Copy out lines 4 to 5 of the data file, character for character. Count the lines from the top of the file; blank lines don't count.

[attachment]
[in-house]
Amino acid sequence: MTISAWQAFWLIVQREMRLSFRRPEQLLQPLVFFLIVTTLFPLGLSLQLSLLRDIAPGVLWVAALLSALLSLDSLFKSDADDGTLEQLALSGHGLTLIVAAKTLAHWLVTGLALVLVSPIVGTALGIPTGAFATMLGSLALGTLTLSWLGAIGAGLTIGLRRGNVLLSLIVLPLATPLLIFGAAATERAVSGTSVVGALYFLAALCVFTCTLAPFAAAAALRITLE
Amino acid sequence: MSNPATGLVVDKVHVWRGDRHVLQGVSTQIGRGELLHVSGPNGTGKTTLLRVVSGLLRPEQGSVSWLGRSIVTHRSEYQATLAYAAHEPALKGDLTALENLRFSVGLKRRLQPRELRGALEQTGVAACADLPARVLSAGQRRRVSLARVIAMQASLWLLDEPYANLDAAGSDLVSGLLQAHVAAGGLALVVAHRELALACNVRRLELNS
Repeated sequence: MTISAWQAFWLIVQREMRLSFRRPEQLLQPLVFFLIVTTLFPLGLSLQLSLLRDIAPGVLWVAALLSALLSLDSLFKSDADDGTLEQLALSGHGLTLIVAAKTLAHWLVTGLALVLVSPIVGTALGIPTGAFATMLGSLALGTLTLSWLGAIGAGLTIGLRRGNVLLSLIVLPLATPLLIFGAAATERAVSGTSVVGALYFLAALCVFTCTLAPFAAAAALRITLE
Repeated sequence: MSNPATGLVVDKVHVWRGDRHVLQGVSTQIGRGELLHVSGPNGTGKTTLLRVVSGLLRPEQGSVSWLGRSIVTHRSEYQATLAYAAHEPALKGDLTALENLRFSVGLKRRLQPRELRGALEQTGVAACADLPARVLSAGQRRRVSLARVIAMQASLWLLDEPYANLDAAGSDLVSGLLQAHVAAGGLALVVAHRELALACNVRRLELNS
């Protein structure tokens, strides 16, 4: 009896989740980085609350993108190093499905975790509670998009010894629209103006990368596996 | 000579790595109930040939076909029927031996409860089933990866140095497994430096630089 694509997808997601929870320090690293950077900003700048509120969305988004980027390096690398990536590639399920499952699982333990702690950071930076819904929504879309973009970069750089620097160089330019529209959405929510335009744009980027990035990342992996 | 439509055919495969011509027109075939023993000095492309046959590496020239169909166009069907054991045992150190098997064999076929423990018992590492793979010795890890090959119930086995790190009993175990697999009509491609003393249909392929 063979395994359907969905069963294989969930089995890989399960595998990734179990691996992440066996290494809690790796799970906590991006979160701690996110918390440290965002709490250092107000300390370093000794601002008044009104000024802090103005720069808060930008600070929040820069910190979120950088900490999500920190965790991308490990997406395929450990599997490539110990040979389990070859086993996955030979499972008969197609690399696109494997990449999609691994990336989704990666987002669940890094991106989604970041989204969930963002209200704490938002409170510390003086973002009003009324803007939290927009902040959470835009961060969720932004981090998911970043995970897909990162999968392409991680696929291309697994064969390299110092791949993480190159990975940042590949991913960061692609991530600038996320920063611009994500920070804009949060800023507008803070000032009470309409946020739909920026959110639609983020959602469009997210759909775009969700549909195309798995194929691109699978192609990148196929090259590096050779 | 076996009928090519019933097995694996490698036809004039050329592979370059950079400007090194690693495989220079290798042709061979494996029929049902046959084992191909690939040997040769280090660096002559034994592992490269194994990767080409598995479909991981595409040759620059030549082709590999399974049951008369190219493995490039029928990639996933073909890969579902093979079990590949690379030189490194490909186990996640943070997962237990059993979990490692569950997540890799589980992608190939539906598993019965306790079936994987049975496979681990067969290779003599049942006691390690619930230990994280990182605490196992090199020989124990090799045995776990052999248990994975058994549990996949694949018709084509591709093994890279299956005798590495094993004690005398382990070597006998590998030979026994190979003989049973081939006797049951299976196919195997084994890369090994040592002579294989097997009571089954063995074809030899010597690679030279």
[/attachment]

Repeated sequence: MTISAWQAFWLIVQREMRLSFRRPEQLLQPLVFFLIVTTLFPLGLSLQLSLLRDIAPGVLWVAALLSALLSLDSLFKSDADDGTLEQLALSGHGLTLIVAAKTLAHWLVTGLALVLVSPIVGTALGIPTGAFATMLGSLALGTLTLSWLGAIGAGLTIGLRRGNVLLSLIVLPLATPLLIFGAAATERAVSGTSVVGALYFLAALCVFTCTLAPFAAAAALRITLE
Repeated sequence: MSNPATGLVVDKVHVWRGDRHVLQGVSTQIGRGELLHVSGPNGTGKTTLLRVVSGLLRPEQGSVSWLGRSIVTHRSEYQATLAYAAHEPALKGDLTALENLRFSVGLKRRLQPRELRGALEQTGVAACADLPARVLSAGQRRRVSLARVIAMQASLWLLDEPYANLDAAGSDLVSGLLQAHVAAGGLALVVAHRELALACNVRRLELNS